|ROBERT, VINCENT A.R. - Fungal Biodiversity|
|CROUS, PEDRO - Fungal Biodiversity|
|GEISER, DAVID - Pennsylvania State University|
|KANG, SEOGCHAN - Pennsylvania State University|
Submitted to: Phytoparasitica
Publication Type: Review Article
Publication Acceptance Date: 8/20/2015
Publication Date: 11/1/2015
Publication URL: http://handle.nal.usda.gov/10113/5642473
Citation: O'Donnell, K., Ward, T.J., Robert, V.A.R.G., Crous, P.W., Geiser, D.M., Kang, S. 2015. DNA sequence-based identification of Fusarium: Current status and future directions. Phytoparasitica. 43(5):583-595.
Interpretive Summary: This invited mini-review is intended to provide a detailed introduction on how to identify unknown isolates of the filamentous fungus Fusarium using DNA sequence data from portions of 1-to-3 genetically informative genes. A simple step-by-step guide is provided to help end-users optimize their chances of obtaining an accurate species-level identification when they conduct searches one or more of the following three web-accessible databases: FUSARIUM-ID (http://isolate.fusariumdb.org/), Fusarium MLST (http://www.cbs.knaw.nl/fusarium/) and NCBI GenBank (http://www.ncbi.nlm.nih.gov/). FUSARIUM-ID and Fusarium MLST are dedicated to web-based identification of Fusarium and contain extensively curated sequences from vouchered strains that can be ordered online. By contrast, GenBank houses uncurated sequences, many of which are misidentified, so successfully navigating NCBI presents special challenges that are discussed herein. Given that Fusarium ranks as one of the most important toxin producing plant pathogens and opportunistic pathogen of humans whose immune systems are impaired, infection control, and disease management are heavily reliant on the rapid and accurate identification of the pathogenic species. These databases will be continuously populated with sequences as novel pathogens and toxigenic species are discovered so that agricultural and medical scientists worldwide can identify them rapidly via the Internet.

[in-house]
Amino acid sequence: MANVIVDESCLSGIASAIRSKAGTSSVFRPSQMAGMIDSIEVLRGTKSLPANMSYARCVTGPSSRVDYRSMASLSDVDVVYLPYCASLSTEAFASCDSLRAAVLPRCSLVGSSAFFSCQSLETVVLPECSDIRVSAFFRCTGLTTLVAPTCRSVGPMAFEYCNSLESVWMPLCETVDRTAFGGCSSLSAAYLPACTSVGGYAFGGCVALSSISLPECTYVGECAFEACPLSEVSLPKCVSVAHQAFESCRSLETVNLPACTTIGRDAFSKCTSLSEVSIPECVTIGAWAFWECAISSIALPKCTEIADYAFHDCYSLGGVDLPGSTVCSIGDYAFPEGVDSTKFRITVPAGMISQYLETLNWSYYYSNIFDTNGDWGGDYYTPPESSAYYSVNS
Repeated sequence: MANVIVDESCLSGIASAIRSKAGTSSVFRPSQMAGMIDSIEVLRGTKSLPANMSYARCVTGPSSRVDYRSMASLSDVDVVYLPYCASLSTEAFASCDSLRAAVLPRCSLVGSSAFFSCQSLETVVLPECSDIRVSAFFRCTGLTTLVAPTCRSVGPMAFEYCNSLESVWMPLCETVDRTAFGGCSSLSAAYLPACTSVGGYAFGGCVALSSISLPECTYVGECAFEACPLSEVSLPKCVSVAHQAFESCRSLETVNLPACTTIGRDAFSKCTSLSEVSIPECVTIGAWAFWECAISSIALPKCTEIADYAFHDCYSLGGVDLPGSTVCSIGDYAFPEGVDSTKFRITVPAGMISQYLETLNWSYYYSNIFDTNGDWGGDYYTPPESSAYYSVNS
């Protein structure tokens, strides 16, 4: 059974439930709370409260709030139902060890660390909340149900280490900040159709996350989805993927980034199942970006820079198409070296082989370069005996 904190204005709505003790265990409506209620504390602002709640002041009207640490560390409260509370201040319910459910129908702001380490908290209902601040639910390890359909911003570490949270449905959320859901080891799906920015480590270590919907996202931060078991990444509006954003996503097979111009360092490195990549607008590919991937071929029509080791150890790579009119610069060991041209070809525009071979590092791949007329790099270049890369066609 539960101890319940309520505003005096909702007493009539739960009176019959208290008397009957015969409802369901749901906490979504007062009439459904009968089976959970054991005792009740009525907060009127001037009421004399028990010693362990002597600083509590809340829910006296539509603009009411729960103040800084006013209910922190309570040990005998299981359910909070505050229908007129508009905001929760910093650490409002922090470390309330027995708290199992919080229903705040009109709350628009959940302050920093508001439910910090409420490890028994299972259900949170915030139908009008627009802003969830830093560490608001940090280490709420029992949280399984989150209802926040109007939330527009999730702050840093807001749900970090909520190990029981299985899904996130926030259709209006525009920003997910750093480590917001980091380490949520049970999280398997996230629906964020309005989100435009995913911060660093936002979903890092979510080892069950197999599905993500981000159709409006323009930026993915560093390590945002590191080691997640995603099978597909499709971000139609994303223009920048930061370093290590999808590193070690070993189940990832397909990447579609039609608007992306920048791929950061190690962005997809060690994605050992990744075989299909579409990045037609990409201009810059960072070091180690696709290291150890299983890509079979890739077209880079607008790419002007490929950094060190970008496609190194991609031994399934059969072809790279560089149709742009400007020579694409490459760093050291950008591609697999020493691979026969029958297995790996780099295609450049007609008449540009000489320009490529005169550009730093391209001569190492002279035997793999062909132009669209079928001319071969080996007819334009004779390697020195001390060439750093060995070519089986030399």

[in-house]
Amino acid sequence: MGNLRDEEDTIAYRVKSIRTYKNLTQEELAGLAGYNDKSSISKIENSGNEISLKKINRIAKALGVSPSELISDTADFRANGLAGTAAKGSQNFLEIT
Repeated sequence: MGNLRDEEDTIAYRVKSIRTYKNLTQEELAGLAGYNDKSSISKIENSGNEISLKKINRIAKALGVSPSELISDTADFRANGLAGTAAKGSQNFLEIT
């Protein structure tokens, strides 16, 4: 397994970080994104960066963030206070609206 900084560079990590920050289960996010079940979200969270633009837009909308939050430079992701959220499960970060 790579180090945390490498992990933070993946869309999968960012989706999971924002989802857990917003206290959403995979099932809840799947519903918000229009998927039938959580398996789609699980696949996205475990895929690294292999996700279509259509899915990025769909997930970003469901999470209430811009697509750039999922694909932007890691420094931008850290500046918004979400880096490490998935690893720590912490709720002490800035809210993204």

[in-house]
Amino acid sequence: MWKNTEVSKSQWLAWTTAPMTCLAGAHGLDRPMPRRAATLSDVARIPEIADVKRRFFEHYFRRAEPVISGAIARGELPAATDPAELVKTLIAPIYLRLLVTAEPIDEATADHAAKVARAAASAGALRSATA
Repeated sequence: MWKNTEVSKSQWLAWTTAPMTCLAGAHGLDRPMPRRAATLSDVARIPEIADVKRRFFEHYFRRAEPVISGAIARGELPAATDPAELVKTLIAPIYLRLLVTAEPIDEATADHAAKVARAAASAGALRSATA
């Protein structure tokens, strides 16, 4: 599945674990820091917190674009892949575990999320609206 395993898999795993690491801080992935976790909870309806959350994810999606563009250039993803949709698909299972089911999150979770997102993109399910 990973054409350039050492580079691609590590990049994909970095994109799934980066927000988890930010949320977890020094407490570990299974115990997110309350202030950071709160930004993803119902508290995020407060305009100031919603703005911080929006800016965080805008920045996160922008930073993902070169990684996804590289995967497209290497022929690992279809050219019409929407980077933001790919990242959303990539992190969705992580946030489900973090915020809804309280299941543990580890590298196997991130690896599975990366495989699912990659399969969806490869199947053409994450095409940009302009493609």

Technical Abstract: Fusarium easily ranks as one of the most important mycotoxigenic plant pathogens and emergent opportunistic pathogen of immunologically impaired humans. Informed disease management and infection control are heavily reliant on an accurate identification of the toxigenic and/or etiological agent. However, numerous studies over the past two decades that employed phylogenetic species recognition based on genealogical concordance and non-discordance of multilocus DNA sequence data have firmly established that morphological species recognition frequently fails within Fusarium. To meet the growing needs of the global Fusarium community, two dedicated web-accessible databases, FUSARIUM-ID (http://isolate.fusariumdb.org/) and Fusarium MLST (http://www.cbs.knaw.nl/fusarium/), were constructed at the Pennsylvania State University and the CBS-KNAW Biodiversity Centre, respectively, to facilitate species identifications employing nucleotide BLAST queries via the Internet. Of the marker loci targeted to date, partial sequences from translation elongation factor-1a (TEF1), and DNA-directed RNA polymerase II largest (RPB1) and second largest subunit (RPB2) have proven to be the most useful. The primary focus of this mini-review is to provide a simple step-by-step guide to increase the odds of obtaining an accurate species-level identification using FUSARIUM-ID, Fusarium MLST, and NCBI GenBank (http://www.ncbi.nlm.nih.gov/). Navigating the latter database is particularly challenging because it houses many misidentified Fusarium sequences, which we attribute to the open deposit of uncurated sequences. Looking to the future, our goal is to identify additional genes as informative as TEF1, RPB1, and RPB2 from genome-scale data to advance Fusarium identification, molecular diagnostics, and phylogenetic inference.